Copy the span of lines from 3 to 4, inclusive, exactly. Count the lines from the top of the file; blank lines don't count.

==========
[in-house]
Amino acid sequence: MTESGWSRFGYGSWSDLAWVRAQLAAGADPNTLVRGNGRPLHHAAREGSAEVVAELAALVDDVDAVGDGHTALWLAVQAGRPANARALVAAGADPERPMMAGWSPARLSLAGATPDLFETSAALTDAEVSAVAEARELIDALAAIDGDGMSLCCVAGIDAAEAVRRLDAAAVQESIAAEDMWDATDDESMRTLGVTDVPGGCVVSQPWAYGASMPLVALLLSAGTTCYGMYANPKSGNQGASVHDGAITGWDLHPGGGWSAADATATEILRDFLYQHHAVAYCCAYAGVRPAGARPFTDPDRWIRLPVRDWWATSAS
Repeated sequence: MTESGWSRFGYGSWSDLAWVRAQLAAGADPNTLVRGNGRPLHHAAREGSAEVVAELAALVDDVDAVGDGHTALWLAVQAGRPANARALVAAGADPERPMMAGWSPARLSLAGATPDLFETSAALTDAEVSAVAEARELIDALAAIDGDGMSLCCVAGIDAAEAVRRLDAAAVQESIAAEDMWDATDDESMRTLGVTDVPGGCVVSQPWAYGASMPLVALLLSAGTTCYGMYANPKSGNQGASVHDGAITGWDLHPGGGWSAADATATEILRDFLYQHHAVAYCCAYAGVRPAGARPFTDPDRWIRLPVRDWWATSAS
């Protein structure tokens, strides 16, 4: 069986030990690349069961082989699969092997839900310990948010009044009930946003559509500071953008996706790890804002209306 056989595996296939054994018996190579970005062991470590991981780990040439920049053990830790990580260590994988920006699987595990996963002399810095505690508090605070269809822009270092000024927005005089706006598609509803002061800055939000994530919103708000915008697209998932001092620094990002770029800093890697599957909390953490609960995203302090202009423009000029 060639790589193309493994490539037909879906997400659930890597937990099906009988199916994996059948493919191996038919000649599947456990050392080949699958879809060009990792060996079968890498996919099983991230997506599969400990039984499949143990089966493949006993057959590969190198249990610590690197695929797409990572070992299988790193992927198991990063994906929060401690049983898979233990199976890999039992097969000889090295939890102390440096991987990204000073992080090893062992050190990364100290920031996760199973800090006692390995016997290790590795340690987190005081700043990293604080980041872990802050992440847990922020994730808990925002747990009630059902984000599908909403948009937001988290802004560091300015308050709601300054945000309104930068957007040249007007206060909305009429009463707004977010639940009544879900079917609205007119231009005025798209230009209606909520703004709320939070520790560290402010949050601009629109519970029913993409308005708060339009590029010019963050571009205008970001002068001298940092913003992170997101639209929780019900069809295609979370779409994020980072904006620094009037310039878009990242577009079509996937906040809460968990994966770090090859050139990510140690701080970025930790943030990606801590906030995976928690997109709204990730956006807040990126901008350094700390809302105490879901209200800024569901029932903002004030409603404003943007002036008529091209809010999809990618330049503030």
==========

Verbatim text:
Repeated sequence: MTESGWSRFGYGSWSDLAWVRAQLAAGADPNTLVRGNGRPLHHAAREGSAEVVAELAALVDDVDAVGDGHTALWLAVQAGRPANARALVAAGADPERPMMAGWSPARLSLAGATPDLFETSAALTDAEVSAVAEARELIDALAAIDGDGMSLCCVAGIDAAEAVRRLDAAAVQESIAAEDMWDATDDESMRTLGVTDVPGGCVVSQPWAYGASMPLVALLLSAGTTCYGMYANPKSGNQGASVHDGAITGWDLHPGGGWSAADATATEILRDFLYQHHAVAYCCAYAGVRPAGARPFTDPDRWIRLPVRDWWATSAS
């Protein structure tokens, strides 16, 4: 069986030990690349069961082989699969092997839900310990948010009044009930946003559509500071953008996706790890804002209306 056989595996296939054994018996190579970005062991470590991981780990040439920049053990830790990580260590994988920006699987595990996963002399810095505690508090605070269809822009270092000024927005005089706006598609509803002061800055939000994530919103708000915008697209998932001092620094990002770029800093890697599957909390953490609960995203302090202009423009000029 060639790589193309493994490539037909879906997400659930890597937990099906009988199916994996059948493919191996038919000649599947456990050392080949699958879809060009990792060996079968890498996919099983991230997506599969400990039984499949143990089966493949006993057959590969190198249990610590690197695929797409990572070992299988790193992927198991990063994906929060401690049983898979233990199976890999039992097969000889090295939890102390440096991987990204000073992080090893062992050190990364100290920031996760199973800090006692390995016997290790590795340690987190005081700043990293604080980041872990802050992440847990922020994730808990925002747990009630059902984000599908909403948009937001988290802004560091300015308050709601300054945000309104930068957007040249007007206060909305009429009463707004977010639940009544879900079917609205007119231009005025798209230009209606909520703004709320939070520790560290402010949050601009629109519970029913993409308005708060339009590029010019963050571009205008970001002068001298940092913003992170997101639209929780019900069809295609979370779409994020980072904006620094009037310039878009990242577009079509996937906040809460968990994966770090090859050139990510140690701080970025930790943030990606801590906030995976928690997109709204990730956006807040990126901008350094700390809302105490879901209200800024569901029932903002004030409603404003943007002036008529091209809010999809990618330049503030």